So, how can students connect to biblical stories imaginatively? Imaginative immersion into modern cultural products like the MCU takes place almost automatically, both because film is an inherently accessible medium and because Marvel films are culturally close to Gen Z. But the Bible is complex written literature from a chronologically and geographically distant culture, and, as a result, the average student has to overcome significant barriers to enter into it imaginatively. When students try to read through the Bible, they often struggle to visualize and identify with the events being described, while also failing to comprehend the larger plot, themes, and characterization. To overcome these various literary and cultural barriers and enter into the stories imaginatively might seem like a tall order. Fortunately, there’s a group that’s been doing this very thing for hundreds years while at the same time producing some of the greatest works of Western culture; the group I’m think of, of course, is Bible Artists.
Photo by Jessica Lewis from Pexels
A survey of the great Bible Artists of history shows that most of them were not only extraordinarily gifted in their craft but also dedicated to knowing the Bible better and immersing themselves in imaginative world of its stories. Even when creators enter into the process of adaptation with only marginal connection to the Bible, taking biblical stories from one medium or genre to another will naturally motivate them to deepen their biblical literacy and identify with the story at a personal level, as my own experience suggests. And adaptation is fun – it allows the creators display their own artistic gifts, contribute their own unique spin, and create a product that they can hold onto and look back on with pride (or laughter). Adapting biblical stories therefore serves as a perfect project to help facilitate our students’ biblical literacy and imaginative discipleship.
Don’t expect students to adapt a biblical story in a day. Because of the complex nature of the problem of adaptation, students will need a significant amount of time seek answers to their questions through a variety of means.
Adaptation: a PBL Approach
To flesh out what an adaptation project for students might look like, let’s consider how the 7 key elements of PBL might be included:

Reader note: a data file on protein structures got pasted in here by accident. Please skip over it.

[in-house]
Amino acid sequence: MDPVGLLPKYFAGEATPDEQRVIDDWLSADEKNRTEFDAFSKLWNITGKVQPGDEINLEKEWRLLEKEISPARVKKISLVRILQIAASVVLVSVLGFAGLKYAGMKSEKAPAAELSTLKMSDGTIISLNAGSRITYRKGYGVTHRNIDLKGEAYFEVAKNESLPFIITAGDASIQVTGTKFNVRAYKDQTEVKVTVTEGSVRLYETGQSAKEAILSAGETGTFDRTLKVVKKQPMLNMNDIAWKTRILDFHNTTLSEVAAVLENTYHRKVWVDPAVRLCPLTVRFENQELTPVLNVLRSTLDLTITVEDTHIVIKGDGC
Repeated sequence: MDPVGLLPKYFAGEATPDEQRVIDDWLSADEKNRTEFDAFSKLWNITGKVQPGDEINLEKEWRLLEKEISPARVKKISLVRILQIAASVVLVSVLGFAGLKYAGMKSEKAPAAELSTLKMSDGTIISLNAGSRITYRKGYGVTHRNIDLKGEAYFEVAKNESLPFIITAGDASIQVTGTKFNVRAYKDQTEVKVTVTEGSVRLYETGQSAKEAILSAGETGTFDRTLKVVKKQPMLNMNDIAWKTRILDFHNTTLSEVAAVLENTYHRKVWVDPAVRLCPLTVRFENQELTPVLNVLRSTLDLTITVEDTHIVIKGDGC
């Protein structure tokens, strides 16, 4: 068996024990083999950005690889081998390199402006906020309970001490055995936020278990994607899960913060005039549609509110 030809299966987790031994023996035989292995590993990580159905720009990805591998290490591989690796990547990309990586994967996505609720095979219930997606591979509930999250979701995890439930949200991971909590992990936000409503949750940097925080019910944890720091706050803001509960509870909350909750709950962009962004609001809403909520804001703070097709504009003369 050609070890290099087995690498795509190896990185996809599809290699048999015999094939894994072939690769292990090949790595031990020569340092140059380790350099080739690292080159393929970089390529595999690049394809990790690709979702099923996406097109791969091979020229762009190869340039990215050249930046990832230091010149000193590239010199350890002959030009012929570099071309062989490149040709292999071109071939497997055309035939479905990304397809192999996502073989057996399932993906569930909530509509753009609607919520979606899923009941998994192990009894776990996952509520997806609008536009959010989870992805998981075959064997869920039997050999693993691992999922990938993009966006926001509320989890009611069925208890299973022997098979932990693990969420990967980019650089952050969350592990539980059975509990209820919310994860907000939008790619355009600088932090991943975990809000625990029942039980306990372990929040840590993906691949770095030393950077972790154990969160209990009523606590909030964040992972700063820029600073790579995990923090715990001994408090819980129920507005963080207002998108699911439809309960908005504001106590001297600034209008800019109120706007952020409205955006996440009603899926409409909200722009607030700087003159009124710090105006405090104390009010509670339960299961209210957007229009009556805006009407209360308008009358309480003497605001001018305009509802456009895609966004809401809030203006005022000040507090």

1) A Challenging Problem or Question: Adapting [biblical story] into a medium/genre of choice
I’ve already suggested that there are many challenges that students face when trying to read the Bible as a story: crossing the cultural/chronological gulf, visualizing the events, identifying with the characters, and comprehending the plot, characters, setting, themes, etc. The genius of an adaptation project is that it combines these smaller individual tasks into one bigger, more epic challenge. Rather than learning about characterization simply to learn about characterization, students engage in all of these smaller struggles on the pathway to creativity. Along the way, they will also get exposed to additional complications like figuring out how to translate what they’ve learned about the original story for their less informed audiences and how to expand or pare down their chosen story as needed. To address these challenges, I suggest having them also view/watch/read a model adaptation of their story, which can have the added benefit of clarifying aspects of the narrative that might have confused them.
2) Sustained Inquiry: Rigorously studying the story and the process of adaptation
Don’t expect students to adapt a biblical story in a day. Because of the complex nature of the problem of adaptation, students will need a significant amount of time seek answers to their questions through a variety of means. Most youth ministries aren’t set up for research, but ideally students will have Internet-accessible computers, study Bibles, and a variety of other resources that they can use to study their passage and its context. They will also need mini-lessons guiding them through some of the challenges of reading and adapting the Bible, but, keep in mind, the point of such lessons is to model skills and then to release youth to practice these skills on their passage. Different groups will move through the stages of inquiry at different paces and, as a result, some may be able to delve deeper into their story, while others focus more on the basics.
3) Authenticity: Joining the venerable tradition of Bible Artists